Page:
Afterwards the five of us went to eat lunch at Abu-Gosh, an Arab restaurant that has supposedly the best hummus in town. I tried it. It was amazing. Also, Abu-Gosh won the Guinness Book of World Records for the largest serving of hummus in January. This made me very excited and reminded me of my hummus-loving friends at home/school.
Once we finished our delish pita, hummus and falafel, we took a drive through a town called Gilo. As I look it up on Wikipedia, my mind changes a little bit on what I was going to say… Gilo is an illegal settlement in Jerusalem. This means it isn’t recognized as Jewish land by the United Nations. However, 40,000 Jews live there, and the village had been under Palestinian sniper and mortar attack for years. Recently, the city put up a concrete fence (they’ve been painted as murals so they look kinda pretty) between Gilo and the Palestinian village across the valley, in addition to bulletproof glass windows in the homes and schools that were in the most danger. Both of these things have significantly helped the neighborhood. It’s crazy to go about your day worrying you’ll be shot just leaving your home, however these people live in an illegal settlement. They should expect some sort of anger from the Palestinians. From Gilo we drove down Naomi Street, a street that is half Israeli and half Arab, which really showed how much better off the Israelis are. We ended our “tour” at the Promenade, a lookout in Talpiot (the neighborhood where my cousins live), that views Jerusalem from the Jewish/west. It was interesting to see Jerusalem from opposing sides.
After we drove back to Yossi and Talya’s, took a nap, showered and ate Shabbat dinner together. Then Maayan took us to meet a couple of her friends a coffee shop in En Kerem, called Karma. We had chocolate pizza and apple pie there that was so yummy. It was late when we finished, so we came back and went to sleep, ready for another busy day tomorrow.
Ekkk I feel so bad I haven’t written in so long! Well tonight/tomorrow I’ll play a lot of catch up. On Thursday I went into my internship and actually did something. I researched businesses in Israel that have relations with Turkey, and found statistics on psychological trauma of Israelis. It felt good to be useful and productive, and it made the day go by so much faster, even thought I stayed at the office an hour later then I have been. When I got home from interning I was able to just relax because Ariel and I weren’t off bussing our way though Israel for once. We hung around till 8:33 p.m. when we met up with Jesse, who is master of the bus system/time keeper. The three of us went to the Kotel and then walked around the Old City.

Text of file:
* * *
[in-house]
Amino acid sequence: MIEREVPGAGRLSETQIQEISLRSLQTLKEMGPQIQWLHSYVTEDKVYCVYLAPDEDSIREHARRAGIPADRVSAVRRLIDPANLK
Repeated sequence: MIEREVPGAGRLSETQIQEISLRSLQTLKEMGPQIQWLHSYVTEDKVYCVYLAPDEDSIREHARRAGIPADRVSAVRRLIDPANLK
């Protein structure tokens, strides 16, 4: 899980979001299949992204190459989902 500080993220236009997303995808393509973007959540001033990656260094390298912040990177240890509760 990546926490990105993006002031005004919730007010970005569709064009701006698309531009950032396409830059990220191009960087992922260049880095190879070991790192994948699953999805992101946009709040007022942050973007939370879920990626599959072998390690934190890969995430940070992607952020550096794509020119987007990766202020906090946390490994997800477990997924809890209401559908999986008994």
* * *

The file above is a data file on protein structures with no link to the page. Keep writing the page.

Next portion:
We then met up with our friends Nathaniel, Sarah, Abby and Talya, in addition to some other mutual friends that were in town for the night/weekend. It ended up being quite an interesting , but very entertaining group.
Off we went to get some alcohol to drink and just hang out. Due to the lack of an open container law this is very possible. Or so we thought. Right after we opened the drinks, some undercover cops told us that the law has been changed and they poured the alcohol on a plant. Depressing for us and the plant. Now I’m still unsure if these were real policemen and if this law has actually been legalized, because when we asked people about the law no one knew about a change. Oh well. Two dollars down the drain. After being frustrated for a few minutes we headed over to some random bar. Our group took up two or three tables and we ordered drinks and ate pretzels and pickles. Hello Israeli bar food.
We then walked around, Nathaniel got his beloved crepe and we settled down in the center of Ben Yehuda Street. I was thinking that it was still pretty busy for being 1:30 a.m., but then all the sudden a fight broke out on the other side of the street. Everyone went running towards the fight (I don’t know why, because the last place I’d ever want to be involved in a fight is in Israel where everyone has been in the army and is a badass), but I sprinted away. Ask Ariel, she’ll vouch for me. The police came and sprayed some tear gas in the area of the fight and Ariel, Abby and I hopped in a cab and got the hell out of there. Overall the night was fun, yet memorable considering our run ins with the law and I learned a good lesson: avoid the Israeli police.
Ugh where did my interesting and enlightening class go?! I’m a little disappointed in where this semester has headed, but thank G-d I have a social life now, so I can’t be too upset with Hebrew University ,even though they definitely didn’t have a part in that (social life). What made me feel a little better is that a girl in my class that I’m friendly with asked me if I was frustrated with the class, because she was. She’s from Denmark so she was explaining how they don’t have to pay for education, but she had to pay for this program so she’s annoyed because she feels like she’s not getting her money’s worth. I defiantly could relate to what she was saying, however I’m in Israel to live in Israel, and she’s obviously here to learn. Different priorities. Anyways, at least I’m not the only one with a gripe against Hebrew University, or a desire that the class had a little more umph. Also, I’m convinced it’s impossible to sit and listen to a professor speak for three hours, another major issue with the course. But whatever, I’ll take my passing grade and then peace outttttt.